Top 10 Most Expensive Beanie Babies

Beanie Babies, Childhood, toys
Dominique Godbout / Flickr.com

Beanie Babies were a huge hit in the 1990s, but they quickly faded into relative obscurity. The once-popular children’s toys now draw a different crowd — collectors.

The same tiny stuffed animals that once sold for only a few bucks now sell for thousands of dollars on the secondary market. As a rule, the more unique the Beanie Baby, the more valuable it is, which means that certain versions with slight variations in styling or even errors in production often command the highest prices.

Top 10 Most Expensive Beanie Babies

Compiling a list like this can be a bit difficult because there’s no real consensus regarding the valuation of Beanie Babies. Browse around online and you’ll likely notice that the most expensive Beanie Babies have a wide variety of prices, depending on where you look.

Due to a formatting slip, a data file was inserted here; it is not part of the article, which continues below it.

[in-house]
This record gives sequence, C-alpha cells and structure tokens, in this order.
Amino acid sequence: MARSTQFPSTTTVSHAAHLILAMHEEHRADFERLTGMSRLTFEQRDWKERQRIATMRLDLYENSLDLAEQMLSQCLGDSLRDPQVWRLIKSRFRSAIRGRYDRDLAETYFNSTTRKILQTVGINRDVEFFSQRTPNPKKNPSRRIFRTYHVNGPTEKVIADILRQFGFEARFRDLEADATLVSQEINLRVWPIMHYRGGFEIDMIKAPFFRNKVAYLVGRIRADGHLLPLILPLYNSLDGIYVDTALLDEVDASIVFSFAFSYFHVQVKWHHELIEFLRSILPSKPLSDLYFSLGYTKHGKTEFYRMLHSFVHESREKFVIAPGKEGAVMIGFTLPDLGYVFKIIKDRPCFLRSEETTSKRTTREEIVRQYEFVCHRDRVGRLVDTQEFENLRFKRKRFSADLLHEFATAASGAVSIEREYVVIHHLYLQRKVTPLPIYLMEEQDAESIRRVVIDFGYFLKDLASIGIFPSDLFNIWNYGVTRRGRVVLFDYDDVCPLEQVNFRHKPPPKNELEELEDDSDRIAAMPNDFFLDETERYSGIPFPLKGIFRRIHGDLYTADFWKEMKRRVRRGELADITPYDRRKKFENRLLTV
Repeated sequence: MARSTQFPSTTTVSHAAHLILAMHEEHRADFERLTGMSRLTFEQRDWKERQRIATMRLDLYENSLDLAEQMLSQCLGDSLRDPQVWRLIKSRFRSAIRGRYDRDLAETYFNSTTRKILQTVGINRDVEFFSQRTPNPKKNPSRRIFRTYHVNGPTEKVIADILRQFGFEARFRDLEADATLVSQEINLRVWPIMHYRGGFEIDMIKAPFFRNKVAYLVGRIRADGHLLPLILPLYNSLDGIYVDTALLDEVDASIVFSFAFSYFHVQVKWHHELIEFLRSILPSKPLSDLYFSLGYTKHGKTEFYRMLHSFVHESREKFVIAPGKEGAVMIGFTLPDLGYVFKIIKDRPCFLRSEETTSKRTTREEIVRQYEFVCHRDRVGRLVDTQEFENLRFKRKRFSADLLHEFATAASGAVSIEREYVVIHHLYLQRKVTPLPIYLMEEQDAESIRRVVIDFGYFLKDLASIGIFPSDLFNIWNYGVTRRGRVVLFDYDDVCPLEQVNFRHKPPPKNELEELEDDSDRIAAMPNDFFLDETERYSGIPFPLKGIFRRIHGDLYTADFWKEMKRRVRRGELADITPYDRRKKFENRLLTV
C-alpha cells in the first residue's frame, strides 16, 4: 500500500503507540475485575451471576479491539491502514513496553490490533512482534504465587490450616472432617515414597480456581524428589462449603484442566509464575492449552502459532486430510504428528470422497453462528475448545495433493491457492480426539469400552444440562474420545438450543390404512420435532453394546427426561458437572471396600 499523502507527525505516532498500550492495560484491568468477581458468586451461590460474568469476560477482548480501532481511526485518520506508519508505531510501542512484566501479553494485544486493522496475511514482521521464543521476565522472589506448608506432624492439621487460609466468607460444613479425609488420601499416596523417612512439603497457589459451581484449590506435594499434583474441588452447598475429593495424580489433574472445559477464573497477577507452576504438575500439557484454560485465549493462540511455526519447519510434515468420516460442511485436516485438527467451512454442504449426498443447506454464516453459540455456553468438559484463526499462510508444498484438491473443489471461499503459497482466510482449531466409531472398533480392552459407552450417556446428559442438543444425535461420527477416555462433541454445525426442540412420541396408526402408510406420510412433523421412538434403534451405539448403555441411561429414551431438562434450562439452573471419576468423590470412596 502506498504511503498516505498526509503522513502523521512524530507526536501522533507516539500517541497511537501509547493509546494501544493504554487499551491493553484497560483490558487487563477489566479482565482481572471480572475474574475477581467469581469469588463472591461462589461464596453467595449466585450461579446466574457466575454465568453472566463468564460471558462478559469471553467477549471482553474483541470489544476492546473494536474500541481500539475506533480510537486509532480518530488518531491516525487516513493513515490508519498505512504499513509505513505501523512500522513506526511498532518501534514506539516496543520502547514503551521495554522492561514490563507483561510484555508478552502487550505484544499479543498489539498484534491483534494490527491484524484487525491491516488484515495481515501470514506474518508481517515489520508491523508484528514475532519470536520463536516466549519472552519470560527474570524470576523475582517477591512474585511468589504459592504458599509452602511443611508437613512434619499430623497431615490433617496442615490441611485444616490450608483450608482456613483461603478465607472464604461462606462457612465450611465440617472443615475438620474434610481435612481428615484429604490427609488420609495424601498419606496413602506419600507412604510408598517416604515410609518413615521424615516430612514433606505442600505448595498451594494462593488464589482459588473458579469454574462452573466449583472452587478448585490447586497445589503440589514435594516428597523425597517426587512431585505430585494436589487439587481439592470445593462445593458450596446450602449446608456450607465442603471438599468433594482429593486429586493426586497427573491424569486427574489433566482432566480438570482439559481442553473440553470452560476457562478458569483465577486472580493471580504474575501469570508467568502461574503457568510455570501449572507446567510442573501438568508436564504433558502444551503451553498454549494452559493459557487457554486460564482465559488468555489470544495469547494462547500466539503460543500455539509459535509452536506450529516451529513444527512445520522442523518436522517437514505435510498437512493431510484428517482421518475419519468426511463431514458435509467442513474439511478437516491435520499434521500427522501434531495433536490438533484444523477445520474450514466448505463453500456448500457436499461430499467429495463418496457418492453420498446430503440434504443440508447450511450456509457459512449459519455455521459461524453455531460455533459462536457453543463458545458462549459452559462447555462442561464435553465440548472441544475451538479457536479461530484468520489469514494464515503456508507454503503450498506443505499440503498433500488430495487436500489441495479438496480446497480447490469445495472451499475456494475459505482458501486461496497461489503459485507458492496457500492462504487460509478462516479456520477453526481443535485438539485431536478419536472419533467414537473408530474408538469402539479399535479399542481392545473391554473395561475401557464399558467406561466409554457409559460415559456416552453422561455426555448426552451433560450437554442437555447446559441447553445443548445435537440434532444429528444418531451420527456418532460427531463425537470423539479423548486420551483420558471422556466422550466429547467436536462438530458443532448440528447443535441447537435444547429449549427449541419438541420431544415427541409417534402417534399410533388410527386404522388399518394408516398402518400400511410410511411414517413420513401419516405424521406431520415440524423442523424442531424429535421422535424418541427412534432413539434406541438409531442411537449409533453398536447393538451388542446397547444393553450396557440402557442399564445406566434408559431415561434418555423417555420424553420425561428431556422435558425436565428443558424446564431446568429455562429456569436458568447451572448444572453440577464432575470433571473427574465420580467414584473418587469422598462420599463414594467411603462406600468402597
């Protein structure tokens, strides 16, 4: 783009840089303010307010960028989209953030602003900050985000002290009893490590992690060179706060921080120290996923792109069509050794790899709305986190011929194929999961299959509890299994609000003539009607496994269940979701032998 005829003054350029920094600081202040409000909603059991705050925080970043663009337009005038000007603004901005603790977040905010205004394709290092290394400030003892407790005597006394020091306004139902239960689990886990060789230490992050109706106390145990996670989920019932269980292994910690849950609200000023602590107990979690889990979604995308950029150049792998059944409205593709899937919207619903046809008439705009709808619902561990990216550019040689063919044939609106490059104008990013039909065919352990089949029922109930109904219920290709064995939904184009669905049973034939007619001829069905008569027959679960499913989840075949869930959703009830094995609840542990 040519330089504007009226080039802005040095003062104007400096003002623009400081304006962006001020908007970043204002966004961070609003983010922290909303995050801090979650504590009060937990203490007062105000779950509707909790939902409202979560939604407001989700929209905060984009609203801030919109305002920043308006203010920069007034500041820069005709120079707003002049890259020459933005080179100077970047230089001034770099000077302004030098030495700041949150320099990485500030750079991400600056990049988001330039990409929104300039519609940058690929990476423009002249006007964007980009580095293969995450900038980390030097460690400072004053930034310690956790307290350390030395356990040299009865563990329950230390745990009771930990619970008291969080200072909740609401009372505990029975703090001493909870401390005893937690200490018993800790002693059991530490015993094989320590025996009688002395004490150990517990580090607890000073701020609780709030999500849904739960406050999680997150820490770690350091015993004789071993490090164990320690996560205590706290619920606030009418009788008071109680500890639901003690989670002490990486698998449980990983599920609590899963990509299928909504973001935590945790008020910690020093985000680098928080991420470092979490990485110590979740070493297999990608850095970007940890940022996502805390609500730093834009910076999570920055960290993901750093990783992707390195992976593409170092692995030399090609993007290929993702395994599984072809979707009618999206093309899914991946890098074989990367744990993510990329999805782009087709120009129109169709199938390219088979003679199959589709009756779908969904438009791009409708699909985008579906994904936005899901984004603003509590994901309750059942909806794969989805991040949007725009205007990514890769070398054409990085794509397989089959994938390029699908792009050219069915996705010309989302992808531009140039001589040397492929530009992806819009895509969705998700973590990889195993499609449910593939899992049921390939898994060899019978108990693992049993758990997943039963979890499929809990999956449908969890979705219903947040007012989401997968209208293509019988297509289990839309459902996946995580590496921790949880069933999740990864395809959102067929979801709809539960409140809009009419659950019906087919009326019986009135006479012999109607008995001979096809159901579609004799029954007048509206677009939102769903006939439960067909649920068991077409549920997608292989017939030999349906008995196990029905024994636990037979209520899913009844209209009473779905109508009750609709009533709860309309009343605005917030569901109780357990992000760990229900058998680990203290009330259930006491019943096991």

In this article, we list the top 10 Beanie Babies that fetched the highest prices on eBay in 2021.

1. Curly the Bear – $9,500

Curly is a brown bear with a dark red ribbon adorning his neck. He’s not a particularly uncommon bear — he’s known to have been given away at pro sporting events by the thousands in the late ’90s.

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Still, he’s the third top-selling bear in all retired Beanie Babies on eBay, with one buyer considering Curly worth a cool $9,500.